Dr. Cullen: Yeah. Well, and you may recall, I worked with the country of Jordan. A few times I've been over there and they have not only taken Vista, but they've expanded Vista to meet their needs. Jordan, a country of around 9 million people, huge number of refugees over the years, really has decided that they needed a national solution. And it made sense for them to take Vista. And what they've done is really expanded it to meet the needs of their population. Once again, similar to what you saw with the Indian Health Service and VA. If you have a part of a population that has a need that you really can't just buy off the shelf, right?

It's not just a non-proprietary pharmacy system, but I need to do this one special thing. I need a solution to do that. And if you can code and develop your own application, then you can do it rapidly and get what you need. 

Shannon: Yeah, totally. Okay, so let's move to your current role. I will never forget in 2020 when I'm just thinking about Bob convincing you to lead the Pima County Public Health in June of 2020, a little insane to say yes at that point in time, but here we are.

And you are still there.

Part 4: COVID in Pima County

What has that journey been like at Pima County when you stepped in in the middle of a global pandemic, in a community that really needed [help]?

Dr. Cullen: Now, I don't want people to think I'm really crazy. I applied for the job. I applied for the job before the pandemic was noted. It was in December of ‘19.

Of course, I thought something was happening because I was paying some attention, but I actually started May 1st of 20. You may think I was crazy, I didn’t pull my application out in those five months that I did. And so I went in. I think none of us really realized the extent of what was going to happen with Covid and the impact on the community, the state, the country, the world.

But I went in because I said to my boss at that time, okay, I'm going to make Pima County one of the healthiest counties in the United States. What's important to note is we have a really high SVI Social Vulnerability Index. It's about 0.88 or 0.91, depending upon who you look at. That means we have a lot of problems: social determinants of health problems.

We have a lot of poverty, lower education, and access to services is more limited. However, I'm a little audacious and a little arrogant believing that you do make things better in lives.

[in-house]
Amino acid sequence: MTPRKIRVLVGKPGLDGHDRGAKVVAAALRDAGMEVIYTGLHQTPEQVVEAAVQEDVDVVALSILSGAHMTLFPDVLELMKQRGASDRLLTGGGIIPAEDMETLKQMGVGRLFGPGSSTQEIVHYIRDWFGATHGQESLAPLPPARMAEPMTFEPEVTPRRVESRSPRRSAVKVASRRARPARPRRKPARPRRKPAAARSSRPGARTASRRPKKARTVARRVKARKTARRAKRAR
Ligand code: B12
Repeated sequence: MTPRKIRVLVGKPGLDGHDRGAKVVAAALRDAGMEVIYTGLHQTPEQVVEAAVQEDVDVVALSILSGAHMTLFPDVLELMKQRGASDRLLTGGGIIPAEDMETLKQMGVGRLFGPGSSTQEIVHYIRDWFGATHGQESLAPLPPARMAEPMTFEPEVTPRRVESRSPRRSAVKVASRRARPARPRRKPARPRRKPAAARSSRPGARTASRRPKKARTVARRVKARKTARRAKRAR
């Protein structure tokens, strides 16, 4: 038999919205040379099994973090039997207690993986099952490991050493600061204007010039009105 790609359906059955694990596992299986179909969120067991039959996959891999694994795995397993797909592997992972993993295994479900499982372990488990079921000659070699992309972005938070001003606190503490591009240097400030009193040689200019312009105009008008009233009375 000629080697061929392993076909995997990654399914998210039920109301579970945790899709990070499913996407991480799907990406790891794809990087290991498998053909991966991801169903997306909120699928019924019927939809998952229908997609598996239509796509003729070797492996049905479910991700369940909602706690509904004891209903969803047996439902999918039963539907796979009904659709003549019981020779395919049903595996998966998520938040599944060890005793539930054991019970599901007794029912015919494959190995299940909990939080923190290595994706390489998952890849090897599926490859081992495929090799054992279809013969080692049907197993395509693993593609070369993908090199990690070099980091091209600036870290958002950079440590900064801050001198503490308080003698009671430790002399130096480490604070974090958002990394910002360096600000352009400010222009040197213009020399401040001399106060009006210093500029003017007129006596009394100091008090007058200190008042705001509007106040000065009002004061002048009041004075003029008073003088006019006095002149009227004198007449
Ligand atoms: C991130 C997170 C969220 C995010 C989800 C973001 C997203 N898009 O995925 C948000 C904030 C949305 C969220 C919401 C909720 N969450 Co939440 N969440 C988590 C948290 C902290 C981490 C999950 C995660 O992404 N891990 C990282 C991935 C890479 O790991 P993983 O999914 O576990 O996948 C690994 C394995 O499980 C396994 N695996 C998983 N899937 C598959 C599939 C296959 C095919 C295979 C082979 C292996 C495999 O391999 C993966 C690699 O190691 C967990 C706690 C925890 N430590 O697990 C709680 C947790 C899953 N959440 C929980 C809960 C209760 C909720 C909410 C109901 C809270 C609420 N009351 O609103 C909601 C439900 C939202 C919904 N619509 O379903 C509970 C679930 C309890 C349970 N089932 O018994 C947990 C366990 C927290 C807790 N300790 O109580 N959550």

So COVID gave me a run for my money. Probably one of the hardest things I've done. Lots of work happened. But you know what? I was really lucky I was in. I had an administrator who I would go to him and say, we have to do this because what you're asking me, I said, what's going to cost money? Well just do it. And I remember one time I asked him what I should do, and I subsequently have told people this. And he looked at me quizzically and he said, I don't know why you're asking. You should do what's right. What a gift, right, to have someone you work for… Now it did help that we had federal money coming in. I must admit, without the funding it would have been really difficult. 

But to eliminate every single barrier to anybody getting tested, getting shelter if they needed it at that time, getting a vaccine. We were known throughout the country for the work that we were able to do, and the access we gave to individuals. We didn't collect insurance information. We made a conscious decision it was not worth it. What we wanted to do was just get people tested, giving them the resources they needed to isolate if they needed to isolate, help them quarantine their family, if they needed to, make no difference between what your race or ethnicity or economic status or insurance status was as we come out and we've come out.

What we see is a community that's resilient, a community that we've been able to work with, develop relationships with, that we have never had before and engender trust. Now is that everybody in the community? No. But overall, I think what you see, and I know we're telling you about data, but in some ways, at the end of the day, the ability to share data depends upon you trusting me, the ability to want me to support you.

It's trust, it's community, it's collaboration. It is knowing that together we have a shared vision, a shared mission.